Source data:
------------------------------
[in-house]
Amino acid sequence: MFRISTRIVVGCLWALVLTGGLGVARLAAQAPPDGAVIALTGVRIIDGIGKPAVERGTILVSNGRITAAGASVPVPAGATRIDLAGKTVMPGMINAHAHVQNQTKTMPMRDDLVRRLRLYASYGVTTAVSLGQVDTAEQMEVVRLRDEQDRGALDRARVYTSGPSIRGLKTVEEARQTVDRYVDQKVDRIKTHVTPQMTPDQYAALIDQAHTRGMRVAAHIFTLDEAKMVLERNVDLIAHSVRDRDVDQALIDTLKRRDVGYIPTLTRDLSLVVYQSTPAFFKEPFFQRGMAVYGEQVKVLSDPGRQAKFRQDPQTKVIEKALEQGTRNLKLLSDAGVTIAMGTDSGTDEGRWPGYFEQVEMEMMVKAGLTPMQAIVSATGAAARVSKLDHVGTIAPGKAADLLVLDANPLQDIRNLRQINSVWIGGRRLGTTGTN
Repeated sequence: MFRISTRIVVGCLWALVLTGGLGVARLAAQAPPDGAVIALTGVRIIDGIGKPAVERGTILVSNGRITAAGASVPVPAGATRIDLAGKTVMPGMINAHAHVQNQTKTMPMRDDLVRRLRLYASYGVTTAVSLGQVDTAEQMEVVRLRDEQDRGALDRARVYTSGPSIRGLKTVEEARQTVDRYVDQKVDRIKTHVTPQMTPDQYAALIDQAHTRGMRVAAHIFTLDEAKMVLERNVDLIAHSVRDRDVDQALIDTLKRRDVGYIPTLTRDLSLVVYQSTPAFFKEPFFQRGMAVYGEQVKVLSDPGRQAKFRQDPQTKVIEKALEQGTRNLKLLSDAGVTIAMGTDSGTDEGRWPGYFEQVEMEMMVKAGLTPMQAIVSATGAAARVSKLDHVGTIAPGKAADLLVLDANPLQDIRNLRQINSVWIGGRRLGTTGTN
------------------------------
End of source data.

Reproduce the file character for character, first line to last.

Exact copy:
[in-house]
Amino acid sequence: MFRISTRIVVGCLWALVLTGGLGVARLAAQAPPDGAVIALTGVRIIDGIGKPAVERGTILVSNGRITAAGASVPVPAGATRIDLAGKTVMPGMINAHAHVQNQTKTMPMRDDLVRRLRLYASYGVTTAVSLGQVDTAEQMEVVRLRDEQDRGALDRARVYTSGPSIRGLKTVEEARQTVDRYVDQKVDRIKTHVTPQMTPDQYAALIDQAHTRGMRVAAHIFTLDEAKMVLERNVDLIAHSVRDRDVDQALIDTLKRRDVGYIPTLTRDLSLVVYQSTPAFFKEPFFQRGMAVYGEQVKVLSDPGRQAKFRQDPQTKVIEKALEQGTRNLKLLSDAGVTIAMGTDSGTDEGRWPGYFEQVEMEMMVKAGLTPMQAIVSATGAAARVSKLDHVGTIAPGKAADLLVLDANPLQDIRNLRQINSVWIGGRRLGTTGTN
Repeated sequence: MFRISTRIVVGCLWALVLTGGLGVARLAAQAPPDGAVIALTGVRIIDGIGKPAVERGTILVSNGRITAAGASVPVPAGATRIDLAGKTVMPGMINAHAHVQNQTKTMPMRDDLVRRLRLYASYGVTTAVSLGQVDTAEQMEVVRLRDEQDRGALDRARVYTSGPSIRGLKTVEEARQTVDRYVDQKVDRIKTHVTPQMTPDQYAALIDQAHTRGMRVAAHIFTLDEAKMVLERNVDLIAHSVRDRDVDQALIDTLKRRDVGYIPTLTRDLSLVVYQSTPAFFKEPFFQRGMAVYGEQVKVLSDPGRQAKFRQDPQTKVIEKALEQGTRNLKLLSDAGVTIAMGTDSGTDEGRWPGYFEQVEMEMMVKAGLTPMQAIVSATGAAARVSKLDHVGTIAPGKAADLLVLDANPLQDIRNLRQINSVWIGGRRLGTTGTN